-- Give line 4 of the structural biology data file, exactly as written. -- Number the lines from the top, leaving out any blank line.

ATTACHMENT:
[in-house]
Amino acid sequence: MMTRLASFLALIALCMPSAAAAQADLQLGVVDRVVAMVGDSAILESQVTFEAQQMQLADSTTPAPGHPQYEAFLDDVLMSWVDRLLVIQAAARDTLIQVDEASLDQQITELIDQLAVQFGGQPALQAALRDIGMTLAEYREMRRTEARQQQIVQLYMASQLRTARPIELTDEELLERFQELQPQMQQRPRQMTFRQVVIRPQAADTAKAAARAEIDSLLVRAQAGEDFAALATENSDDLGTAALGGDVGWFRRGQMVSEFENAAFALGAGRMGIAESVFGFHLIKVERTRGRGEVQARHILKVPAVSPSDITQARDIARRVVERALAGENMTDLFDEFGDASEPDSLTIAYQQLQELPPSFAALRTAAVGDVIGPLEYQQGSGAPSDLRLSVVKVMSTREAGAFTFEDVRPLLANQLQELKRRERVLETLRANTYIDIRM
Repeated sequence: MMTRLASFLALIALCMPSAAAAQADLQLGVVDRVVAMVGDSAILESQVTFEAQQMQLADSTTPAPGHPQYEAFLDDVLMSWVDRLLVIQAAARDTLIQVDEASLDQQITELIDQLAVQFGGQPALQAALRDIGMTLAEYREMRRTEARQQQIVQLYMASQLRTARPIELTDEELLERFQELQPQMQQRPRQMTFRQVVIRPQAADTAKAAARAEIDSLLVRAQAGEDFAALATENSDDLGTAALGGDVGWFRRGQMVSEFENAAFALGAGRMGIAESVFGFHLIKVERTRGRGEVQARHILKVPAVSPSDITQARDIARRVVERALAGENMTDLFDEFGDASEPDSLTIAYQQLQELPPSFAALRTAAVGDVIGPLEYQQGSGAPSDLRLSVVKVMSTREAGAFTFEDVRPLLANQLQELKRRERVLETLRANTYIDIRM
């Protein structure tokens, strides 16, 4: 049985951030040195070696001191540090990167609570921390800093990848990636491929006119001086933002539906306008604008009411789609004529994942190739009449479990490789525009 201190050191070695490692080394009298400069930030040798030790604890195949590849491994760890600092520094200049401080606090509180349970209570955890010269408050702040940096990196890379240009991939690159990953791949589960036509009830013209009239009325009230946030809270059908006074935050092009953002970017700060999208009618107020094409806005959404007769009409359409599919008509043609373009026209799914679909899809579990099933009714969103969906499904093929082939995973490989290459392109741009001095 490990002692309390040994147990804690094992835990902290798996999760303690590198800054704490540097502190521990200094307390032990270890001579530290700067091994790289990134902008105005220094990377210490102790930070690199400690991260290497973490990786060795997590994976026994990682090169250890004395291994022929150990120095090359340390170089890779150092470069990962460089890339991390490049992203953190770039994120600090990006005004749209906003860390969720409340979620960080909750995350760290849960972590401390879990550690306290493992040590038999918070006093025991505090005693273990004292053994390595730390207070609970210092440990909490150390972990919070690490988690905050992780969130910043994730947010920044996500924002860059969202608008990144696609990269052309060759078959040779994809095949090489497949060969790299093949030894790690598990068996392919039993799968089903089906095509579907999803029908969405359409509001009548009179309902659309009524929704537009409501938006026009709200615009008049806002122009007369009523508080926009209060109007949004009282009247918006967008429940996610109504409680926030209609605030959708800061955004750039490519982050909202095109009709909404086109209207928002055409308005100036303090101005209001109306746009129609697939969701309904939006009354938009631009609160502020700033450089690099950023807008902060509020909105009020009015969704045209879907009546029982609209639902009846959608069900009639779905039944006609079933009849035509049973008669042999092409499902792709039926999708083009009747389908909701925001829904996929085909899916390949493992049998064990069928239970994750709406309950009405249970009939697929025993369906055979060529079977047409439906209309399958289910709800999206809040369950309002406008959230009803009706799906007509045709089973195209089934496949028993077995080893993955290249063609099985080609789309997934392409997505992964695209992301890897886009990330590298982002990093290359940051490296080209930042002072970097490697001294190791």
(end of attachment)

């Protein structure tokens, strides 16, 4: 049985951030040195070696001191540090990167609570921390800093990848990636491929006119001086933002539906306008604008009411789609004529994942190739009449479990490789525009 201190050191070695490692080394009298400069930030040798030790604890195949590849491994760890600092520094200049401080606090509180349970209570955890010269408050702040940096990196890379240009991939690159990953791949589960036509009830013209009239009325009230946030809270059908006074935050092009953002970017700060999208009618107020094409806005959404007769009409359409599919008509043609373009026209799914679909899809579990099933009714969103969906499904093929082939995973490989290459392109741009001095 490990002692309390040994147990804690094992835990902290798996999760303690590198800054704490540097502190521990200094307390032990270890001579530290700067091994790289990134902008105005220094990377210490102790930070690199400690991260290497973490990786060795997590994976026994990682090169250890004395291994022929150990120095090359340390170089890779150092470069990962460089890339991390490049992203953190770039994120600090990006005004749209906003860390969720409340979620960080909750995350760290849960972590401390879990550690306290493992040590038999918070006093025991505090005693273990004292053994390595730390207070609970210092440990909490150390972990919070690490988690905050992780969130910043994730947010920044996500924002860059969202608008990144696609990269052309060759078959040779994809095949090489497949060969790299093949030894790690598990068996392919039993799968089903089906095509579907999803029908969405359409509001009548009179309902659309009524929704537009409501938006026009709200615009008049806002122009007369009523508080926009209060109007949004009282009247918006967008429940996610109504409680926030209609605030959708800061955004750039490519982050909202095109009709909404086109209207928002055409308005100036303090101005209001109306746009129609697939969701309904939006009354938009631009609160502020700033450089690099950023807008902060509020909105009020009015969704045209879907009546029982609209639902009846959608069900009639779905039944006609079933009849035509049973008669042999092409499902792709039926999708083009009747389908909701925001829904996929085909899916390949493992049998064990069928239970994750709406309950009405249970009939697929025993369906055979060529079977047409439906209309399958289910709800999206809040369950309002406008959230009803009706799906007509045709089973195209089934496949028993077995080893993955290249063609099985080609789309997934392409997505992964695209992301890897886009990330590298982002990093290359940051490296080209930042002072970097490697001294190791």